A couple of years ago, I moaned on this blog about the growth of streaming video in place of satellite links in news programmes.
In short, as services like Skype have grown, news desks are getting their correspondents to utilise broadband or 4G and smartphones instead of sending camera crews and satellite trucks.
Now this is completely excusable in situations where a story is breaking unexpectedly, or somewhere so remote and hard to reach that satellite communications wouldn’t be useable.
I’d previously put this down to cheapness. Satellite communications cost money, whereas mobile IP is often effectively free. But I think there are two other things at work here:
1) We must have visuals! News channels are more and more using IP to conduct interviews with experts in their homes. Where once they might have sent a taxi to drive a guest to their nearest BBC local TV studio, or just use a phone, today we see an unending stream of interviewees sat in various home offices, mostly poorly lit, using the cameras in their phones or laptops pointing at them at unnatural and unattractive angles. The sound quality can be poor too, and of course nobody can be certain that their domestic router will hold onto enough bandwidth for the duration of the interview.
2) The programme is after a certain “edgier” look! They somehow believe that the poor quality of a mobile phone conveys a certain urgency. It would be like telling news camera crews to ditch the tripod and go for the Jason Bourne shaky-cam look! I’ve read the story that the Victoria Derbyshire Programme asked one guest to speak to them via Skype even though camera crews with satellite link-ups were on hand, because they preferred the fuzzy picture for somehow giving them immediacy. The same programme only today linked to its reporter at the Nobel Peace Prize (skip to 1:02), where he was holding up a smartphone seemingly on a selfie stick, and using a white ear-bud to hear studio questions to contribute to a two-way. This was a nonsense. The Nobel Peace Prize will have been in editorial diaries for months, and reporters allocated. There were agency feeds of the announcement in HD, and facilities for lots of broadcasters to “go live” from the event. If you’re sending a reporter anyway, then why not also send a camera person – or at least hire one locally? You could see the other “pro” crews in the background, while the B-roll was all HD agency footage. In the UK we heard digitally gurgling audio.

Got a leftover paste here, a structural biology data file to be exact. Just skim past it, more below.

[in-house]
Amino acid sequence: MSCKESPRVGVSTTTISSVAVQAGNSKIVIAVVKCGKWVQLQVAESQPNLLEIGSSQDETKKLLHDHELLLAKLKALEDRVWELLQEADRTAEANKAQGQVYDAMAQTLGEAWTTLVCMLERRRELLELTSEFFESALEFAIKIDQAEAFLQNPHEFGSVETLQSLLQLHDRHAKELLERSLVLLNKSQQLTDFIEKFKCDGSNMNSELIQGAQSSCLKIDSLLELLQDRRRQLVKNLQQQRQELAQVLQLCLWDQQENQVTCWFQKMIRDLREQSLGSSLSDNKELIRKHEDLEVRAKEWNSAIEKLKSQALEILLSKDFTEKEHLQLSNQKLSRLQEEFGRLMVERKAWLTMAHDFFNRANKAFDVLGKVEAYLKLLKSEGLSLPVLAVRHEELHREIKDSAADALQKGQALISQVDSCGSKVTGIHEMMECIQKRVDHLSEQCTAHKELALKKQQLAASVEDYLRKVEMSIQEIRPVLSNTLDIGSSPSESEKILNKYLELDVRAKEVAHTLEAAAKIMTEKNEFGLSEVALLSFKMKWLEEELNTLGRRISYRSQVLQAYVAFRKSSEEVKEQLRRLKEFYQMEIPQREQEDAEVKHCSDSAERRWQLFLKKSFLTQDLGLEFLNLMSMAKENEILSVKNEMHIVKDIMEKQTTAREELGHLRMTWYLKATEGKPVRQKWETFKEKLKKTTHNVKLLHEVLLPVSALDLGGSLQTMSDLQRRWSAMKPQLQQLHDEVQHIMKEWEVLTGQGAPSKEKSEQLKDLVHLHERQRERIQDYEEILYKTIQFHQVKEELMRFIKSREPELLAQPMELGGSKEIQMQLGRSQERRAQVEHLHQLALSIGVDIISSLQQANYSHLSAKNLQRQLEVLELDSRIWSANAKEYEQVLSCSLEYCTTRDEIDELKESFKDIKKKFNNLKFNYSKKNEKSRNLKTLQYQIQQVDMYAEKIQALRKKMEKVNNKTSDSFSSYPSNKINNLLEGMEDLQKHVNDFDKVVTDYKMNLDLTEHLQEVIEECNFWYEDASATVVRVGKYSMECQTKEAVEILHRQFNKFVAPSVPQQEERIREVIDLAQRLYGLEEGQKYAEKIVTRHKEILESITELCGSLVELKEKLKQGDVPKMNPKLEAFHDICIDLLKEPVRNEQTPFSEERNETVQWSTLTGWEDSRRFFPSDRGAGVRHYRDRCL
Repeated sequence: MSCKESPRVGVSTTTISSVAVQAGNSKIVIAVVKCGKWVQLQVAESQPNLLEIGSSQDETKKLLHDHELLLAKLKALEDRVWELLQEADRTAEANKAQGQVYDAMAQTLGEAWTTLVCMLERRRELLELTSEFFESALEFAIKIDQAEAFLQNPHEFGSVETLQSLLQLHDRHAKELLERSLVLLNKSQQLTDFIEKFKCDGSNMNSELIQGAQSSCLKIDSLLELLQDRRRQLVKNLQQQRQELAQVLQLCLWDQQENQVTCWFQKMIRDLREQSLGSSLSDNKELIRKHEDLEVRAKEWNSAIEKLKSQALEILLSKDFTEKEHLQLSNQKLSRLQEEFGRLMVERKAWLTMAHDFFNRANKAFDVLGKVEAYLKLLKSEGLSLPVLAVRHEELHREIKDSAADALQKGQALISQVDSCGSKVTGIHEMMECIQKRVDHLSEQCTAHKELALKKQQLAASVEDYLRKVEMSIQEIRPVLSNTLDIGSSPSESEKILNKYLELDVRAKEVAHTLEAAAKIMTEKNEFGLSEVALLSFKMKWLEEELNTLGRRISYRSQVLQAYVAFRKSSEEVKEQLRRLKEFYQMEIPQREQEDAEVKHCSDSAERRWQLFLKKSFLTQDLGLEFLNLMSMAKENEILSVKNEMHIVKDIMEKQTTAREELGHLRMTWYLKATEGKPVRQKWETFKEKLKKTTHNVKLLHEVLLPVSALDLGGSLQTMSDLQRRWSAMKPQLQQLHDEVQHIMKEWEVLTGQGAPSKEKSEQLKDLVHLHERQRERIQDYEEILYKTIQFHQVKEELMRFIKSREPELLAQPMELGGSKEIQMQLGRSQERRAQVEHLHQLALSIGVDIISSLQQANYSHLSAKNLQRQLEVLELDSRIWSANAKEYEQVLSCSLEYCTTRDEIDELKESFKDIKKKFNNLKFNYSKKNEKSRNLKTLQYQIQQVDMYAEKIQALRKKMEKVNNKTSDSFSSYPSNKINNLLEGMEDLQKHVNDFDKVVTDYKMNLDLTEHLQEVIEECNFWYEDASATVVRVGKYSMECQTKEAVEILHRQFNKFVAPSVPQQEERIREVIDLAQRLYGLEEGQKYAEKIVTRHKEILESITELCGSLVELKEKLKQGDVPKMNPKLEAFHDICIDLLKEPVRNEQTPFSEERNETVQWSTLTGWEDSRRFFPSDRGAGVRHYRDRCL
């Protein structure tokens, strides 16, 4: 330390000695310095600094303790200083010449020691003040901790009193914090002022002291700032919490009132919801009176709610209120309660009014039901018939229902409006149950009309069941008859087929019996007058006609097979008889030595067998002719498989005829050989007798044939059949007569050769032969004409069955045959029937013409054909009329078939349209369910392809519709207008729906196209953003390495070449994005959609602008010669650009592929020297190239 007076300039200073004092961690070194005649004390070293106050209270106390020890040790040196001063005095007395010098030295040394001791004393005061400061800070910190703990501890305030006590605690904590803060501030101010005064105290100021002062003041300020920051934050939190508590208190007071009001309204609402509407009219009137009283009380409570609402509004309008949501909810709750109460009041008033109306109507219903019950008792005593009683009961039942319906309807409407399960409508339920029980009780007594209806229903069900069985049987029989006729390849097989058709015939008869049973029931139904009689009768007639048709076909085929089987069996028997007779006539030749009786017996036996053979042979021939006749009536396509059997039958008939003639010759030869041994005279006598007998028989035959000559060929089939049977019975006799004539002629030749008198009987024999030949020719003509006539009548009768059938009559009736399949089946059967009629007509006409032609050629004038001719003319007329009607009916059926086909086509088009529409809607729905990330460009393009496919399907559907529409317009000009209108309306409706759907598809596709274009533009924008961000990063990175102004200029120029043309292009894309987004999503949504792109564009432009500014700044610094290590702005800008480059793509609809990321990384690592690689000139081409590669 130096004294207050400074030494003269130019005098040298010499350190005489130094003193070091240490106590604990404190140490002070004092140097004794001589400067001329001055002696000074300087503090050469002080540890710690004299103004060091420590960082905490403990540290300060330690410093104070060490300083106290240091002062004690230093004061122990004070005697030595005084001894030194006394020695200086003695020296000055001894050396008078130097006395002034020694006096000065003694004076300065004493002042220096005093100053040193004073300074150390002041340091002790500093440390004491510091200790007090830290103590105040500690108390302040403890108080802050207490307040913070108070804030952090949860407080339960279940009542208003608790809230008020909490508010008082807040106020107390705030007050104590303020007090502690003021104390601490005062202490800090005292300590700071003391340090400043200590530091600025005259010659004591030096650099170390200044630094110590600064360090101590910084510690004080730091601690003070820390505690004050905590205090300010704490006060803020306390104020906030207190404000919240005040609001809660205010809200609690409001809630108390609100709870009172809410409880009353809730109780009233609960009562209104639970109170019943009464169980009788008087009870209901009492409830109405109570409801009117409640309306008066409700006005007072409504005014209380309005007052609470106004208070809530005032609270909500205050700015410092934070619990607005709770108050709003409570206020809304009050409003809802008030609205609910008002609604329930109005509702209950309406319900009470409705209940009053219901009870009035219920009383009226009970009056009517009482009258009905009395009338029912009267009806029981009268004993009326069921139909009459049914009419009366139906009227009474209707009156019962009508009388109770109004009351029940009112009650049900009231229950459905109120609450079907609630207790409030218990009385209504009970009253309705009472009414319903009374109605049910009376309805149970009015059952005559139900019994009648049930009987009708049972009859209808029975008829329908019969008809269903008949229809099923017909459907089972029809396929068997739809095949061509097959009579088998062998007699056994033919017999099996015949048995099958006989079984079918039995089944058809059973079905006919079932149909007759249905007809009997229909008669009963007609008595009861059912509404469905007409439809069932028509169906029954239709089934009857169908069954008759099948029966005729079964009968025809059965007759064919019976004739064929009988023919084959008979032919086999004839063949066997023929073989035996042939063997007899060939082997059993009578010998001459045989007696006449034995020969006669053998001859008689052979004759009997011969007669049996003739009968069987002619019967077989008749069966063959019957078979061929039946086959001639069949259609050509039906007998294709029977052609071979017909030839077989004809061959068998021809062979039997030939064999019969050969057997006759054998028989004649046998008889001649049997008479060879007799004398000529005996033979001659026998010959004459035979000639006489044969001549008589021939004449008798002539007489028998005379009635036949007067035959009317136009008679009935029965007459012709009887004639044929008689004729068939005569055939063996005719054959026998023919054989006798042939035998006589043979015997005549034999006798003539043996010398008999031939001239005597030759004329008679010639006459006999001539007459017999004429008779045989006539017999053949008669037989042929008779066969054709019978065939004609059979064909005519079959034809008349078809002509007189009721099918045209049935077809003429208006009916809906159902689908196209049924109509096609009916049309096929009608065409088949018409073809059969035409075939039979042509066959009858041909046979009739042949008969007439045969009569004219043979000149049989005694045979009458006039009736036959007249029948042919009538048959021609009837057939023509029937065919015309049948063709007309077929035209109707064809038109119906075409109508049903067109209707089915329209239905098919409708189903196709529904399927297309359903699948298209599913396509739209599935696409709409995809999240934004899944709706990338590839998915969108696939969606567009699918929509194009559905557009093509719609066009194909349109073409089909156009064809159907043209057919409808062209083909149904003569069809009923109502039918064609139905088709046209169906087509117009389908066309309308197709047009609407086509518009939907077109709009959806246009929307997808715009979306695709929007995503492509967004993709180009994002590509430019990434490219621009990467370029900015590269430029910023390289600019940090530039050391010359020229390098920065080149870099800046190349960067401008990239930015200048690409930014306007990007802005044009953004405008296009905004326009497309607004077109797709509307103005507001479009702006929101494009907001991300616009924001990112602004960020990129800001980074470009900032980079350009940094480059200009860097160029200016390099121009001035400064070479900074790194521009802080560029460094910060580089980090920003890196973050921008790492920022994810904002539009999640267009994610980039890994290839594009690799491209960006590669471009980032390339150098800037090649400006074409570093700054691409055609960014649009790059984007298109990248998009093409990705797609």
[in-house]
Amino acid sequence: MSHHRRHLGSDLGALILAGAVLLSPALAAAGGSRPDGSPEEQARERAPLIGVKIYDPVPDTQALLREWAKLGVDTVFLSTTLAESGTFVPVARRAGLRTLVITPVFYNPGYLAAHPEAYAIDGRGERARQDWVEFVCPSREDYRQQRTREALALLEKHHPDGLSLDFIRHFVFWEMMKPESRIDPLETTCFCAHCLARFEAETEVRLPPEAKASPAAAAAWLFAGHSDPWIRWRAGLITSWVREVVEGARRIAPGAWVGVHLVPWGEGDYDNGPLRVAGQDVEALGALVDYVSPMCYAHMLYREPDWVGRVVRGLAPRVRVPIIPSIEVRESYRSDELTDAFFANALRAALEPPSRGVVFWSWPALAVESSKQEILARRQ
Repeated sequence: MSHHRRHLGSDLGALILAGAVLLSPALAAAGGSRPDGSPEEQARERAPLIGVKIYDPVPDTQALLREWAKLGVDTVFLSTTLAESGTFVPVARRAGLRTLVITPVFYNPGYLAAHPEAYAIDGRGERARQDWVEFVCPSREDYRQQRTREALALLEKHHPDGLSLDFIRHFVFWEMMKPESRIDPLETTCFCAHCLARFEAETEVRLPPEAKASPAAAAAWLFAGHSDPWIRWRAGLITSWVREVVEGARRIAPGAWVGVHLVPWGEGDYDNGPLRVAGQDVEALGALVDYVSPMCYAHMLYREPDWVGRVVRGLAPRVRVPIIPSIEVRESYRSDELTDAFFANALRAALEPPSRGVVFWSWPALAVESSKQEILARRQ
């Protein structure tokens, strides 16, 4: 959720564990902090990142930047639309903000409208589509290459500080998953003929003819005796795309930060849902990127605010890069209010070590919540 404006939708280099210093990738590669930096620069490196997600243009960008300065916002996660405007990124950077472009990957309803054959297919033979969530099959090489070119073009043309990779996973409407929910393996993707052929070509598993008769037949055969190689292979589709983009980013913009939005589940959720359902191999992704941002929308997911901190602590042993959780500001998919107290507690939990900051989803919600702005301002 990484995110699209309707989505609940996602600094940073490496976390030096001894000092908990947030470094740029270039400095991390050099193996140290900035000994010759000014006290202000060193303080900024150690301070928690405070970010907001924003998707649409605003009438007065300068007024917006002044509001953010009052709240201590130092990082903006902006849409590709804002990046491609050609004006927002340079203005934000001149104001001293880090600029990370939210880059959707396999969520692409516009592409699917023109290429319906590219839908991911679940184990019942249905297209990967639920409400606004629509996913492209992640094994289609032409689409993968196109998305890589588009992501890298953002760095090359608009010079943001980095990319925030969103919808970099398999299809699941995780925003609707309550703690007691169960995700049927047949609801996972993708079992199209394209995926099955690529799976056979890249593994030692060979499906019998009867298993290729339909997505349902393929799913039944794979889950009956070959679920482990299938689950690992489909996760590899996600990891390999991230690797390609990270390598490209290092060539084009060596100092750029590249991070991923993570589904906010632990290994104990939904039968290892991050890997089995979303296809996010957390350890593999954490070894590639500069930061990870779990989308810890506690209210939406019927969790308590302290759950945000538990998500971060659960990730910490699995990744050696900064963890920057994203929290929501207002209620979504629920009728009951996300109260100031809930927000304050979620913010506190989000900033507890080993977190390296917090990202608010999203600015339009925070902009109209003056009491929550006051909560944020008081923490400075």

I understand that technology is marching on, and with increased bandwidth and better cameras in smartphones, at some point we perhaps won’t be able to tell the difference. But there’s a reason most of the cameras news crews use cost thousands, and they’re not just replaced with smartphones costing hundreds; it’s because there’s a very clear quality gap.
Radio is less of a problem, because audio is easier to send than HD video and audio. But you still need a decent microphone at the other end, and have to hope that your internet connection holds up.